Art is a mirror for culture and history – and art is profoundly inspiring when it reflects our collective history’s most difficult moments.
Through Feb. 23, UNC Greensboro’s Weatherspoon Art Museum hosts “Mirror, Mirror: The Prints of Alison Saar,” an exhibition that speaks boldly about identity and the African American experience, including the history of slavery and domestic or agricultural servitude in the United States.
Saar, a Los Angeles-based master printmaker and sculptor, is the recipient of National Endowment for the Arts and Guggenheim fellowships. Her work appears at venues such as the Metropolitan Museum of Art, MOMA, the Museum of Fine Art in Houston, and now at the Weatherspoon, with work from the collection of Jordan D. Schnitzer.
“For students – for art students it’s a masterwork in printmaking, because she’s used just about every process and every material you can imagine,” says Weatherspoon Art Museum director Nancy Doll, who coordinated the exhibition. “But also, a lot of the work speaks about identity and the Black experience, going back to slavery and relating to domestic experience – certain myths and stories that are part of the African American experience. There’s a lot there. There’s a lot of narrative content.”
“Mirror, Mirror” is a thorough cross section of Saar’s work: prints of all different types – woodcuts, linoleum cuts, etchings, lithographs, work created on or from found objects and unusual materials – such as antique handkerchiefs or burlap sacks, and mixed-material sculptures which have inspired some of the prints.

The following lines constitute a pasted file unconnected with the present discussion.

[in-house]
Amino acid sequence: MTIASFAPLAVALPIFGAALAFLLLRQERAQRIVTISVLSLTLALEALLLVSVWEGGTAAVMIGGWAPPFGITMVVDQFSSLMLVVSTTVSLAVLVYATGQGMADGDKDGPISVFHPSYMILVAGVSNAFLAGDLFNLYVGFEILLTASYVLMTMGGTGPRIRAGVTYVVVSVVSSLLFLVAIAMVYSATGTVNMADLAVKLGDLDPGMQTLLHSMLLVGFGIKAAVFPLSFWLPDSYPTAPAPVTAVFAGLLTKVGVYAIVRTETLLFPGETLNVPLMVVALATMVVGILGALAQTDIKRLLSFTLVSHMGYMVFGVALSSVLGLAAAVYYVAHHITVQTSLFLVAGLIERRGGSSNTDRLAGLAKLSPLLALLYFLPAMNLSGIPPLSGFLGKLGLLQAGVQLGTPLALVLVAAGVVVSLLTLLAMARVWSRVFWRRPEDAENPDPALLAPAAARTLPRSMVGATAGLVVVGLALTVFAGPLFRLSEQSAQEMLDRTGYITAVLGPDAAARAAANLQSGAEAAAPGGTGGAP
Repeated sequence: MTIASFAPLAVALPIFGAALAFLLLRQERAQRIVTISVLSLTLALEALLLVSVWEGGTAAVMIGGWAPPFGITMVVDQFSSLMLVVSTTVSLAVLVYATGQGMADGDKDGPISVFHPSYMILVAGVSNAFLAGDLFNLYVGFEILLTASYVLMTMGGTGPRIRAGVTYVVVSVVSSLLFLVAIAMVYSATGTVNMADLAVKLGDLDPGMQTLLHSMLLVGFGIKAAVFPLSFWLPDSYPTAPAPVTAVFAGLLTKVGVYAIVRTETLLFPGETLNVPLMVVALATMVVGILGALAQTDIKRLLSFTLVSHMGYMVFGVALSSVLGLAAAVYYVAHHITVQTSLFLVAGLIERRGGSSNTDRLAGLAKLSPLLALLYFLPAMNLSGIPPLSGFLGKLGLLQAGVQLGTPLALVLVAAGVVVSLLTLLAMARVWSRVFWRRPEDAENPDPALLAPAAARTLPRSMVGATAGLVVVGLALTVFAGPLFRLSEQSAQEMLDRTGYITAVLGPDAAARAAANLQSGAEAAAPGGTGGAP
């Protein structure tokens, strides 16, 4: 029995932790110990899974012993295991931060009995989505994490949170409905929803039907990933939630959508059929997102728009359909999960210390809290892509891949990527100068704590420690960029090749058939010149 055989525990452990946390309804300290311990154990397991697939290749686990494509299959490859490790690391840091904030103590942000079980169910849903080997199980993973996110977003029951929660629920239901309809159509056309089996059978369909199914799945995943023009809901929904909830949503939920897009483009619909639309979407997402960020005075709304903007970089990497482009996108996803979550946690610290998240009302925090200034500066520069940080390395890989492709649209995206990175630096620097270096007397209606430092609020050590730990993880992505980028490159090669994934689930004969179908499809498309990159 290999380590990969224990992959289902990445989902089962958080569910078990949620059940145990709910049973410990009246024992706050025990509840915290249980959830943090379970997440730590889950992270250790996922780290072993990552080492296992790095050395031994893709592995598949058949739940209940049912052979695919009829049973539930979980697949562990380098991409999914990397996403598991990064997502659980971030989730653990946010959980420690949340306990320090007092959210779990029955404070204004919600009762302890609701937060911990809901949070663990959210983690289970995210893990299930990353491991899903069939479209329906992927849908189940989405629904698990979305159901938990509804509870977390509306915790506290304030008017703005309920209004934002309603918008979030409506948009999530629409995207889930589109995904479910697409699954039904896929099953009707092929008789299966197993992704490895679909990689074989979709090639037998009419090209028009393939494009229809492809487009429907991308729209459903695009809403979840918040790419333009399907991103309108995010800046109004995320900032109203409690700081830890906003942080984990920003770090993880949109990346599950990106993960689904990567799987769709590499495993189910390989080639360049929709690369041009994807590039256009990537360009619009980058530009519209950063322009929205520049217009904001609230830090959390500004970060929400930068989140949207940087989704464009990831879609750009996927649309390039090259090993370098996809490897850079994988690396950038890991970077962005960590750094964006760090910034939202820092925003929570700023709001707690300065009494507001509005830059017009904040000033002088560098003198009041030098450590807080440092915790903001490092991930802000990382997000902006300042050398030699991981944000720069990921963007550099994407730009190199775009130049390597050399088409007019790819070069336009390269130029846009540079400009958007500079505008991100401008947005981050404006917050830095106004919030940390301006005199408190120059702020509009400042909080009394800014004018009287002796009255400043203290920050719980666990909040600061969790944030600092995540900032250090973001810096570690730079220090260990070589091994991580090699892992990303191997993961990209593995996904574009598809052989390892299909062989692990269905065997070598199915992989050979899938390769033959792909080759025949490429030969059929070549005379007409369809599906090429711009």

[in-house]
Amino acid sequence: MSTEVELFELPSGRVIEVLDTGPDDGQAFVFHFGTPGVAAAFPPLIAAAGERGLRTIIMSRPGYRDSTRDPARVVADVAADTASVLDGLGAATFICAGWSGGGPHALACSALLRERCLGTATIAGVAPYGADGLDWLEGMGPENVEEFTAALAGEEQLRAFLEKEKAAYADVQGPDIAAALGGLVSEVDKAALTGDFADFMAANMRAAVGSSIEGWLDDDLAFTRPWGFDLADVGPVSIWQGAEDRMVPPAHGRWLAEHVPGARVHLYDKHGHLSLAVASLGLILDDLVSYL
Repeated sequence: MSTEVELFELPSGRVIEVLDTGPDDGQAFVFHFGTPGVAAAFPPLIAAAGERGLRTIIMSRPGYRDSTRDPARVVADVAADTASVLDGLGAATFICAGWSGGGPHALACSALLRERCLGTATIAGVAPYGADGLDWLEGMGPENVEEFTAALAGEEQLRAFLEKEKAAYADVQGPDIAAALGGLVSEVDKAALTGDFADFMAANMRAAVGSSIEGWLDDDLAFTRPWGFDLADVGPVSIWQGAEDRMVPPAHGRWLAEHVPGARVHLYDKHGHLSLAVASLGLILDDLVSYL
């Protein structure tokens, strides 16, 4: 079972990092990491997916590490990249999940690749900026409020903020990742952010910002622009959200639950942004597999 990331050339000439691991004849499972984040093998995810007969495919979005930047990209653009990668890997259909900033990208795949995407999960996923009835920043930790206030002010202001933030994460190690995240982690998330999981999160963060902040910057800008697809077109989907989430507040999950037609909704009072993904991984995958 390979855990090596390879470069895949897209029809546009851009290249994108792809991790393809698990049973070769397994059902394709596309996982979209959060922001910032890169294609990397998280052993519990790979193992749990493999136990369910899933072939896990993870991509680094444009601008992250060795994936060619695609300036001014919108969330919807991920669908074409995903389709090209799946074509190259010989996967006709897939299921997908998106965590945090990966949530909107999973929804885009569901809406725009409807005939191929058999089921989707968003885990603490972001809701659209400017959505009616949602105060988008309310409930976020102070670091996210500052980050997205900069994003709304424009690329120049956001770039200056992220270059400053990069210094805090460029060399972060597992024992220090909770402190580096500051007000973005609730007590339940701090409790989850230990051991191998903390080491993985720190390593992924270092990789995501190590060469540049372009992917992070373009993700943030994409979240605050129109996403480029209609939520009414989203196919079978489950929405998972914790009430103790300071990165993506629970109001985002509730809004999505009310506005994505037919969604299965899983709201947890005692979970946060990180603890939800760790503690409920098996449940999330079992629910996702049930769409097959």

Through the work you see images of African American figures relating to tools of domestic and field work – such as a shovel or frying pan – and engaged in symbolic contemplation of the identity, expression, and the body. You also see images of motherhood, separation, burden, stagnation, defiance, passage, and strength.
One piece of Saar’s, “Compton Nocturne,” is on permanent display at the Weatherspoon – museum visitors may remember that in the upstairs hall there rests a large reclined figure of a woman with glass bottles posed in her Medusa-like hair. Many of the pieces in the current exhibition speak to the same concepts, aesthetics, and symbols represented by the recognizable sculpture.
“Alison Saar’s figures are physically and conceptually powerful; they quote from ancient Greek and Egyptian statuary, African sculpture, folk art, and outsider art,” writes Doll in a catalog that accompanies the exhibition.
“Carved or modeled and cast in bronze, or appearing in any number of print forms, they are at once individuals and archetypes.”
Admission to the museum and parking are free. To learn more, visit weatherspoonart.org.
Story by Susan Kirby-Smith, University Communications
Photography courtesy of Weatherspoon Art Museum and by Susan Kirby-Smith